Thank God we’ve received some respite with the recession (despite the bottom falling out on my architectural jobs). We should, as advocated here recently, take better advantage of the recession to re-prioritize our public investments. We need REAL reinvestment in our aging inside-the-loop infrastructure, reinvestment in our already existing industrial corridors and re-creation of jobs within the neighborhoods surrounding those abandoned enterprise zones.
I love your fusing of the words sprawl and spawn in your 11th paragraph–“sprawn” says it all.
Lets make the developers agree to build one new house inside the parkways for every house they build in collierville!
and no more commercial development!! especially the double-dammed pharmacy-convenience stores with their doouble-dammed policy of no refills without a doctors prescription-and no more free samples of anti-anxiety drugs!
I’m so depressed over the chick felay on union that I’m knawing my left birkenstock right now!!!!!!!!!!!
Um, interested observer, I have some anti-anxiety drugs that you might like that you can’t get/don’t need a prescription for and much better than birkenstocks.
You were right then and you’re right now, Scott.
SCM, do you not see the a danger of sprawl inherent in combining governments and, more particularly, sharing interests in MLGW?
After one does follow through with the simple exercise of connecting the local dots the resulting message is both clear and predictable: CLOSED
Scott: City of Memphis was such a willing co-conspirator in creating sprawl with sewer extensions and approval of projects within the five-mile limit outside Memphis that it’s hard so see how anything can make it worse.
Scott, it’s like this:
You can’t use corrupt structure to get a good result in this atmosphere. It would be stupid to think you could.
All over the country, there is a recurring phenomenon of long term mayorship.
The longer you leave them in, if they do take the bait of corruption, and most do, the inner city begins to depopulate. Businesses leave, property values plummet, all precipitated and exacerbated by high crime, directly under mayoral control, subsidized by money garnered from criminals funneled and laundered in campaign contributions. The evidence is usually in the local prosecuting attorney’s inability to get appropriate sentencing for known criminals connected to the mayor (cooperation) and appointment of criminals to high paying low key (usually) positions for criminal cronies.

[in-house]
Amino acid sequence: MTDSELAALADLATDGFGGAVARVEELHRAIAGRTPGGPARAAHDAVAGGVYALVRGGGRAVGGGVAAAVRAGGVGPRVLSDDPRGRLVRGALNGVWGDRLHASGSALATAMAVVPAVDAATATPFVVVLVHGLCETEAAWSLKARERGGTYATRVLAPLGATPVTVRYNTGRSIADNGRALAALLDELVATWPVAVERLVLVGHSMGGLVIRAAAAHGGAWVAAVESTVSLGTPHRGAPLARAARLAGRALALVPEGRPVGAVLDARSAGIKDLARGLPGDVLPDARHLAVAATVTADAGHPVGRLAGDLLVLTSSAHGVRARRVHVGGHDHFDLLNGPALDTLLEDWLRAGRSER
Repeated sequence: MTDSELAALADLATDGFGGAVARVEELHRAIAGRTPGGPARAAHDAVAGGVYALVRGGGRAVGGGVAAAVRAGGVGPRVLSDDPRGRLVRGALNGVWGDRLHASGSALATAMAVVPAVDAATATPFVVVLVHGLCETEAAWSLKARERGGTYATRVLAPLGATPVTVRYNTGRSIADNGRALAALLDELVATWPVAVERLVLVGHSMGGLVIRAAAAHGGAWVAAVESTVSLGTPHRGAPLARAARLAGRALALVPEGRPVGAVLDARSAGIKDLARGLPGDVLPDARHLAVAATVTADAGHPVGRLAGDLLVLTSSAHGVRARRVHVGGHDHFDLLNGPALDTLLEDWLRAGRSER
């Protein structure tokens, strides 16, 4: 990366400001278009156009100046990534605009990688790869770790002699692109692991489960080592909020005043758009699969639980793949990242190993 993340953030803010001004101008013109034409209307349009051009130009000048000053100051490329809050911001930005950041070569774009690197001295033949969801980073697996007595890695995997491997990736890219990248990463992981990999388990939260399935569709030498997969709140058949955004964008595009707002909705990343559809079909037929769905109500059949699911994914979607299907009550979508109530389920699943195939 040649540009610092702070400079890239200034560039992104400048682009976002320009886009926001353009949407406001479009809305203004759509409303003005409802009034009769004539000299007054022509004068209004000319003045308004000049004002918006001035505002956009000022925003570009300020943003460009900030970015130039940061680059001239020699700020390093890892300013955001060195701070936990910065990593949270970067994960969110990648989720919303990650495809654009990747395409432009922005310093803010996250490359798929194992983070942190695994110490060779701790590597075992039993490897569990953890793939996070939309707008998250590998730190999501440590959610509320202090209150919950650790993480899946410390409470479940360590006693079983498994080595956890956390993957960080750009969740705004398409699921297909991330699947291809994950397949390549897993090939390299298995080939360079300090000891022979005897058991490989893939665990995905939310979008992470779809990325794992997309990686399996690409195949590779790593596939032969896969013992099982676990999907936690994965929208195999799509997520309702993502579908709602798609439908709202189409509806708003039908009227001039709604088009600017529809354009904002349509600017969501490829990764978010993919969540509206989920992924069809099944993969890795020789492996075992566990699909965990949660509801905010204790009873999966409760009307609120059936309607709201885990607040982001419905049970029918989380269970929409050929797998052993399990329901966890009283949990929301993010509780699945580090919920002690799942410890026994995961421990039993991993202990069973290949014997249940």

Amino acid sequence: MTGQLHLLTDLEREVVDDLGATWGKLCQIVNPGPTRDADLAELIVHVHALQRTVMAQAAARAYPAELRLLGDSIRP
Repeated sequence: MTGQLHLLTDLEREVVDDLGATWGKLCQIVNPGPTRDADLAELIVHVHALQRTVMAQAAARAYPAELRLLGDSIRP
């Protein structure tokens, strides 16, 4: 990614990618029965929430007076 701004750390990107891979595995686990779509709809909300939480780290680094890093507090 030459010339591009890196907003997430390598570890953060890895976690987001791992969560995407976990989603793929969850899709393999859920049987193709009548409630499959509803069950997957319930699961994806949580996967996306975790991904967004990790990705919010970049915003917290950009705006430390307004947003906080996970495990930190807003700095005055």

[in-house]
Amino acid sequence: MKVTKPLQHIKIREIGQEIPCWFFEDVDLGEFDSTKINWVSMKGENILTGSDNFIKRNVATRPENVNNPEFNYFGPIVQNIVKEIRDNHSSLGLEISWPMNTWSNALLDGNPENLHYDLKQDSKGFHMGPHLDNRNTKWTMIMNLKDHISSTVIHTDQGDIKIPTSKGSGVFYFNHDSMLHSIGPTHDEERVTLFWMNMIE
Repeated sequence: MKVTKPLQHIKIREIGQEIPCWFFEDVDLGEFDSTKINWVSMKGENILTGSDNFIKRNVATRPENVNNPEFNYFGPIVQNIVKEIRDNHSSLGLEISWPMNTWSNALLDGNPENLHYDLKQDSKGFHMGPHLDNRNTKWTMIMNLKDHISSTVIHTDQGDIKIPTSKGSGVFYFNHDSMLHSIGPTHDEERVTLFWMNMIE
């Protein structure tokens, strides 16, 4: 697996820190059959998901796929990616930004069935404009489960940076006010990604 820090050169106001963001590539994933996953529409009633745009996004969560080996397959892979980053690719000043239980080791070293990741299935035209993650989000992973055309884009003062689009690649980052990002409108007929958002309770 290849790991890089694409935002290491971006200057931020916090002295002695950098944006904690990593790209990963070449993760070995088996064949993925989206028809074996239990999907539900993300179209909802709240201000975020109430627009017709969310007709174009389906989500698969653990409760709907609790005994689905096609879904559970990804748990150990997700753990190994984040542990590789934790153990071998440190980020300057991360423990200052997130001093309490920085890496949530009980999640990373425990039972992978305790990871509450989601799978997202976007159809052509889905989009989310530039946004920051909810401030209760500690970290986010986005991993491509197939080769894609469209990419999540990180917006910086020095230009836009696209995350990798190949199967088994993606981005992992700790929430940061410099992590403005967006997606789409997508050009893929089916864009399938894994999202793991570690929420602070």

The goal is to drive down prices so that the mayor’s cronies can scoop up a ton of real estate at bargain basement prices, each picking an area to buy and then control, the the mayor pushes for the redevelopment and his friends get rich. He gets a kickback.
None of it is legal and it’s all federal statutes that are being broken (because this is a lawless place), but, you don’t have anyone investigating that here, yet, maybe.
Since nothing is what it seems, maybe the past mayoral animosity is feigned and so the cycle continues, so, the conditions must be kept right to keep the profit train on track for this type of corruption (which is why the old mayor is still around pretending to be Vincent “the chin” Gigante). So, the city must be kept in a “state of non-desirability” and rhetoric to the tune of “we don’t need any outsiders telling Memphis ..blah blah blah (insert stupid nonviable idea that will be no help here)” to keep the “rope-a-dope” going.
If we want a better Memphis, we need to force the hand by showing up in numbers at City hall, numbers that will show with absolute certainty that we will physically throw the bums out of office.
These guys are wiling to go to any lengths to keep their power, which is an illusion, and it’s time to remind them. Look at the last vote on that ordinance, it didn’t pass? And who was the best devil’s advocate?
Look at the election commission, they did it again. Boldface quote before the election by the commissioner”I’m not afraid of any investigation by anybody”. Really?
The desperation of their decision making is very very disappointing.
You can’t use corrupt structure to get a good result in this atmosphere. It would be stupid to think you could.
Sometimes you really do have to do a very thorough job of cleaning house.
Brian, it may be I’m obtuse, but can you whittle that down to what you are actually addressing to me. Thanks.